What is hyperthyroidism?
Hyperthyroidism is overactivity of the thyroid gland. This means the gland makes too much thyroid hormone. Too much hormone speeds up chemical reactions in the body. This causes mental and physical changes.
The thyroid gland is a small gland in the lower front of the neck. This gland takes iodine from the food you eat to make hormones called thyroxine (T4) and triiodothyronine (T3). The hormones control your metabolism (the chemical processes your body uses to turn the food you eat into energy). You need thyroid hormones to control body functions, such as temperature, heart rate, appetite, and digestion.
The most common form of hyperthyroidism is called Graves’ disease. It occurs more often in women than men. It’s especially likely to affect woman in their childbearing years between 20 and 40.
How does it occur?
Possible causes of hyperthyroidism are:
· Your immune system is not working properly.
· Your body may be making a substance that causes the thyroid gland to make more hormone than your body needs.
· In rare cases there is a tumor that is causing the thyroid gland to make too much hormone.
Some thyroid gland problems may be inherited.
What are the symptoms?
Some common symptoms include:
· Trouble sleeping
· Feeling shaky, having tremors
· Feeling sweaty and hot
· Shortness of breath
· Weight loss
· Fast or irregular pulse
· Enlarged thyroid gland (goiter) that makes your neck look swollen
How is it diagnosed?
Your primary care provider will ask about your medical history and symptoms and will examine you. You will have blood tests. These tests measure hormone levels and check thyroid gland function and your immune system. Additional tests may be done to check the thyroid gland:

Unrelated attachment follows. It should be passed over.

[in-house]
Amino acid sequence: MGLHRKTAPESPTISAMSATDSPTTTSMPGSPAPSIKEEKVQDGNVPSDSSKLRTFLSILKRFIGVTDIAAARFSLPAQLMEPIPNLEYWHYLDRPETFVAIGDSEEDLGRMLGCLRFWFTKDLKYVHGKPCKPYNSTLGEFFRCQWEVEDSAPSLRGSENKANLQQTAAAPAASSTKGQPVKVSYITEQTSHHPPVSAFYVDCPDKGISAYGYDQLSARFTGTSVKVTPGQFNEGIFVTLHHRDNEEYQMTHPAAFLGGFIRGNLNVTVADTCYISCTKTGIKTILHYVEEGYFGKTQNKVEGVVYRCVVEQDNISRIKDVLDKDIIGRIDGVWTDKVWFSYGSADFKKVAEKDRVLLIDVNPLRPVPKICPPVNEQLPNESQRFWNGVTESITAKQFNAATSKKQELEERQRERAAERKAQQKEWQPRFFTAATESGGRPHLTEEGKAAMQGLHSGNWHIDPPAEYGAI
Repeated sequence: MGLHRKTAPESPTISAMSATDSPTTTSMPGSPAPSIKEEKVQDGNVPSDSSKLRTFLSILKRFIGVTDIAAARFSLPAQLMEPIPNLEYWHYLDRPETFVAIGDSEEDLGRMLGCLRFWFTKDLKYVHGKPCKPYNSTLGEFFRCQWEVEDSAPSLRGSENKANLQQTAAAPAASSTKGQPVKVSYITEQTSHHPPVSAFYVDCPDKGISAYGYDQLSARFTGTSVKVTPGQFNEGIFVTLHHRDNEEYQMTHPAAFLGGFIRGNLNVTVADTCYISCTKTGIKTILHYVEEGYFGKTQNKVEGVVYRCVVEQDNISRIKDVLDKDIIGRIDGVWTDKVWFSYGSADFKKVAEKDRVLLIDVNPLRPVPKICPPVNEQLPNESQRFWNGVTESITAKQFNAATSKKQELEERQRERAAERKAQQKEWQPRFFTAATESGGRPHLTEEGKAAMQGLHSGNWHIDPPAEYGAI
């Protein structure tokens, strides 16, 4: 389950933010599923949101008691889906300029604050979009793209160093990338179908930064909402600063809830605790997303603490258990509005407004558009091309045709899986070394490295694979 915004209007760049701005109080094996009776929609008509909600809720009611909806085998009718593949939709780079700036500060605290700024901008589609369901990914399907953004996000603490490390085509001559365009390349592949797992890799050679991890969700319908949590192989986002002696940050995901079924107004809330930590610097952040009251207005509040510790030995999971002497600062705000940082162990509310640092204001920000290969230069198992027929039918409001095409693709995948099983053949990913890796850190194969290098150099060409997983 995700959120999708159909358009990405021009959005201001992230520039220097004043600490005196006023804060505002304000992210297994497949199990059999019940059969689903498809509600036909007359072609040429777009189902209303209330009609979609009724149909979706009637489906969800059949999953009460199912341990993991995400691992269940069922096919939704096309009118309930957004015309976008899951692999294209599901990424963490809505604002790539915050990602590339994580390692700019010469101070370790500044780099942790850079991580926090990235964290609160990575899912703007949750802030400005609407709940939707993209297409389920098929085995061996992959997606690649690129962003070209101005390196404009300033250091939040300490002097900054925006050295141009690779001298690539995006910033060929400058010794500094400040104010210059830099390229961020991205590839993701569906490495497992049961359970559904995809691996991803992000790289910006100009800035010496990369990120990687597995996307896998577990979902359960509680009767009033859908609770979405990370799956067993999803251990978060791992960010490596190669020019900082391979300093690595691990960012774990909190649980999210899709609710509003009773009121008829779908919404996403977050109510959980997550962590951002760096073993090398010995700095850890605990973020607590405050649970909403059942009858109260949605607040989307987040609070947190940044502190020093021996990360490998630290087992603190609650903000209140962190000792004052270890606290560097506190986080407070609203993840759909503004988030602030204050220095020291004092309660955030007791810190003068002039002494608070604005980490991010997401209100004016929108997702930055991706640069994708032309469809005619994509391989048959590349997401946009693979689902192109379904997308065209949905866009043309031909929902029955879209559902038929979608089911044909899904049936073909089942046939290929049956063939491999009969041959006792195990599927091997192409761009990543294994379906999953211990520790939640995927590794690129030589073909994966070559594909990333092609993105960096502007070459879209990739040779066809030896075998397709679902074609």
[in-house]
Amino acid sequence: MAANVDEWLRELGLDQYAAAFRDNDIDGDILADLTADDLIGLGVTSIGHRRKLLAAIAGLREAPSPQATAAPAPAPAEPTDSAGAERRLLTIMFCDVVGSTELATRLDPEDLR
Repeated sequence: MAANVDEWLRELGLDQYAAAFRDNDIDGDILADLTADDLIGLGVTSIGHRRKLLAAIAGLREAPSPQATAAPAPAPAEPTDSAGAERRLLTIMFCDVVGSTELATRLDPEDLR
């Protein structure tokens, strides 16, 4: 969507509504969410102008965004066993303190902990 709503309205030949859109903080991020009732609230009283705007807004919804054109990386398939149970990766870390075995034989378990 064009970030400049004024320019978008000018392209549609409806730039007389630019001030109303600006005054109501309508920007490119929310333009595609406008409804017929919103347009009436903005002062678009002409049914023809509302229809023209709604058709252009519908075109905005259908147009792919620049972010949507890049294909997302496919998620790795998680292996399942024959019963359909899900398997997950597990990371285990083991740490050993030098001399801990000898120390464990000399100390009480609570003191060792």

· A radioactive iodine scan, or RAI uptake. This test shows if there are areas of the thyroid gland making more or less hormone than normal. For this test you will be given a very tiny amount of a radioactive form of iodine. Because the body uses iodine to make thyroid hormone, the radioactive iodine attaches to thyroid hormone being made in the thyroid gland. A scan to look for radioactivity in then shows areas of the gland making thyroid hormone. (The iodine becomes nonradioactive in 3 days.) Sometimes a radioactive chemical similar to iodine may be used instead of iodine.
· A scan of the thyroid gland with ultrasound. This is another way to look at the thyroid gland. The ultrasound scan can show cysts or tumors in the gland. It can also be used to measure the size of the gland.
Eye problems related to thyroid disease may require specific tests such as a CT scan or an ultrasound to check the muscles that move the eye.
How is it treated?
Hyperthyroidism may be treated with medicine, radiation, or surgery. These treatments lower the amount of thyroid hormone in your body.
The 2 treatments used most often are antithyroid medicine and radioactive iodine.
· Antithyroid drugs lower the amount of thyroid hormone made by the thyroid gland. They usually control hyperthyroidism in several weeks. Propylthiouracil (PTU) and methimazole (Tapazole) are 2 commonly used antithyroid drugs. You may need to keep taking these drugs for a year or longer. Your primary care provider may need to adjust the doses often.
· A pill containing radioactive iodine may be used to treat some types of hyperthyroidism, especially if you have had hyperthyroidism more than once. The radiation is concentrated in the thyroid gland and destroys the cells that are making too much hormone. The main risk of this treatment is that your thyroid levels will become too low. If this happens, your primary care provider can prescribe thyroid hormone medicine to bring your thyroid levels back to normal. You may need to keep taking this medicine for the rest of your life, but this is safer than having uncontrolled high thyroid levels.
Other medicines may be prescribed to help control your symptoms.